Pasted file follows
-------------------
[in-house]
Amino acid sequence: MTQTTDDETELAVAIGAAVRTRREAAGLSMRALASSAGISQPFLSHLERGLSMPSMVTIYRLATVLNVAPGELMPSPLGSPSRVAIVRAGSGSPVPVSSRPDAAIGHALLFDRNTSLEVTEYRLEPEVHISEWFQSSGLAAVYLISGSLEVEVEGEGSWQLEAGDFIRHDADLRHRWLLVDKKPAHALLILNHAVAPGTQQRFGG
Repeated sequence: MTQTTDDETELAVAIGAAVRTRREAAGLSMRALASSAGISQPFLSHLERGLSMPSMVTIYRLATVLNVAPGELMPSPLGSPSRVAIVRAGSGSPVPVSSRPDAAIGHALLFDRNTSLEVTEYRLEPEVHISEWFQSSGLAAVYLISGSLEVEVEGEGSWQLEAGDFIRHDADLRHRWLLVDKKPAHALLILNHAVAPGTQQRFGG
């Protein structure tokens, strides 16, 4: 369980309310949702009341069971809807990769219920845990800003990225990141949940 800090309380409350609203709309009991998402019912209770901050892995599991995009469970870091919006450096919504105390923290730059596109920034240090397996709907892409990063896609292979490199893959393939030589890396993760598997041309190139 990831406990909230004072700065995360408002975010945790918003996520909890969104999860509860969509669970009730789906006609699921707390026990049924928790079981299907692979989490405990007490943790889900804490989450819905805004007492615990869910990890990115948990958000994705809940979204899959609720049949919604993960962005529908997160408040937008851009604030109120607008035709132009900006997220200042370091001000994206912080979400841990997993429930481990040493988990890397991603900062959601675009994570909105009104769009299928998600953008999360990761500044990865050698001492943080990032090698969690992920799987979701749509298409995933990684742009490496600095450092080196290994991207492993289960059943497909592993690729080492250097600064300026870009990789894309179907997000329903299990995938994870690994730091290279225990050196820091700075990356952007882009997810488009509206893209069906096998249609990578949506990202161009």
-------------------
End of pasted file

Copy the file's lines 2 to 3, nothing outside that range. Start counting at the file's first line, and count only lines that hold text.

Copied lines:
Amino acid sequence: MTQTTDDETELAVAIGAAVRTRREAAGLSMRALASSAGISQPFLSHLERGLSMPSMVTIYRLATVLNVAPGELMPSPLGSPSRVAIVRAGSGSPVPVSSRPDAAIGHALLFDRNTSLEVTEYRLEPEVHISEWFQSSGLAAVYLISGSLEVEVEGEGSWQLEAGDFIRHDADLRHRWLLVDKKPAHALLILNHAVAPGTQQRFGG
Repeated sequence: MTQTTDDETELAVAIGAAVRTRREAAGLSMRALASSAGISQPFLSHLERGLSMPSMVTIYRLATVLNVAPGELMPSPLGSPSRVAIVRAGSGSPVPVSSRPDAAIGHALLFDRNTSLEVTEYRLEPEVHISEWFQSSGLAAVYLISGSLEVEVEGEGSWQLEAGDFIRHDADLRHRWLLVDKKPAHALLILNHAVAPGTQQRFGG